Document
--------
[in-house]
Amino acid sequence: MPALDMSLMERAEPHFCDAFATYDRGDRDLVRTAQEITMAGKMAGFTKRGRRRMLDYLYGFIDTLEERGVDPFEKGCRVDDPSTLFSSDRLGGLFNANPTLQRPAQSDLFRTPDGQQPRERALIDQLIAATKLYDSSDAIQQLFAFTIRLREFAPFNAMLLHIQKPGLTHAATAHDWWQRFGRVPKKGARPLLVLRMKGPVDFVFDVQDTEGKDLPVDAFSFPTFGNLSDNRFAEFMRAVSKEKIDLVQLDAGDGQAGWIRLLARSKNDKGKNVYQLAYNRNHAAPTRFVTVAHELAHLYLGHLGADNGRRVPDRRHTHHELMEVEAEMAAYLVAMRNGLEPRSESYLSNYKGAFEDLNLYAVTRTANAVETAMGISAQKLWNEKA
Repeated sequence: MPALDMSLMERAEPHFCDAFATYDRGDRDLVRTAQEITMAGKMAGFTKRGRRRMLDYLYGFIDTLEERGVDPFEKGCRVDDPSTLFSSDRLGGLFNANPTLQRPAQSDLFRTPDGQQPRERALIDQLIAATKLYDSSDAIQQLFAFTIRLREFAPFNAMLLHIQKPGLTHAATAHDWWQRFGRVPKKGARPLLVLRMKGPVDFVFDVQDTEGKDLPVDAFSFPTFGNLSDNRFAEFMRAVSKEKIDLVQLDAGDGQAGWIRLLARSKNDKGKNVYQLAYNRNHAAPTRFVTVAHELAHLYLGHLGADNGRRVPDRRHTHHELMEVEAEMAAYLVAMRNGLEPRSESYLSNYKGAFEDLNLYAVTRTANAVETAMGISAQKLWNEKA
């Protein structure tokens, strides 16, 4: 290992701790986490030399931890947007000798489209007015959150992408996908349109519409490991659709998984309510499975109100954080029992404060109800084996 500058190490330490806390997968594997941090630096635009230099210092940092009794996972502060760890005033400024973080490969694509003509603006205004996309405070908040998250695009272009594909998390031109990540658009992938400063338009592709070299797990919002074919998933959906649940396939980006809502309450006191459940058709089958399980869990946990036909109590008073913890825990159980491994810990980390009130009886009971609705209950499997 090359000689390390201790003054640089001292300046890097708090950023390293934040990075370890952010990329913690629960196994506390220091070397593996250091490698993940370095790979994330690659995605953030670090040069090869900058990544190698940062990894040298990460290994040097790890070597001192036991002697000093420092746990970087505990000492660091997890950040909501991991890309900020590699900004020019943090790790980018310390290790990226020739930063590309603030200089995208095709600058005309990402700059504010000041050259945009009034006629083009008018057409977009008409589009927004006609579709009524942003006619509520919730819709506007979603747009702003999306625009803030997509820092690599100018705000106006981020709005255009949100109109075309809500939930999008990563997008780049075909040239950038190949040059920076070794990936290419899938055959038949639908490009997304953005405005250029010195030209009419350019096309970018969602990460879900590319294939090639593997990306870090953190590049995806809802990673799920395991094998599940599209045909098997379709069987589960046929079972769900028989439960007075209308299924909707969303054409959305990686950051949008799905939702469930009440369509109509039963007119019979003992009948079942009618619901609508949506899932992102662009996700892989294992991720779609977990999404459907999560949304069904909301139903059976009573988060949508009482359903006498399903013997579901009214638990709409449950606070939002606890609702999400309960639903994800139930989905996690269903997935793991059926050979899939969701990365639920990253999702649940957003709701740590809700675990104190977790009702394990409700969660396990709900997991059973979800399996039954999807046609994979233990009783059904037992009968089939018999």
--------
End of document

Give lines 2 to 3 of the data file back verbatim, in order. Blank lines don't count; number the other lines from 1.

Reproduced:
Amino acid sequence: MPALDMSLMERAEPHFCDAFATYDRGDRDLVRTAQEITMAGKMAGFTKRGRRRMLDYLYGFIDTLEERGVDPFEKGCRVDDPSTLFSSDRLGGLFNANPTLQRPAQSDLFRTPDGQQPRERALIDQLIAATKLYDSSDAIQQLFAFTIRLREFAPFNAMLLHIQKPGLTHAATAHDWWQRFGRVPKKGARPLLVLRMKGPVDFVFDVQDTEGKDLPVDAFSFPTFGNLSDNRFAEFMRAVSKEKIDLVQLDAGDGQAGWIRLLARSKNDKGKNVYQLAYNRNHAAPTRFVTVAHELAHLYLGHLGADNGRRVPDRRHTHHELMEVEAEMAAYLVAMRNGLEPRSESYLSNYKGAFEDLNLYAVTRTANAVETAMGISAQKLWNEKA
Repeated sequence: MPALDMSLMERAEPHFCDAFATYDRGDRDLVRTAQEITMAGKMAGFTKRGRRRMLDYLYGFIDTLEERGVDPFEKGCRVDDPSTLFSSDRLGGLFNANPTLQRPAQSDLFRTPDGQQPRERALIDQLIAATKLYDSSDAIQQLFAFTIRLREFAPFNAMLLHIQKPGLTHAATAHDWWQRFGRVPKKGARPLLVLRMKGPVDFVFDVQDTEGKDLPVDAFSFPTFGNLSDNRFAEFMRAVSKEKIDLVQLDAGDGQAGWIRLLARSKNDKGKNVYQLAYNRNHAAPTRFVTVAHELAHLYLGHLGADNGRRVPDRRHTHHELMEVEAEMAAYLVAMRNGLEPRSESYLSNYKGAFEDLNLYAVTRTANAVETAMGISAQKLWNEKA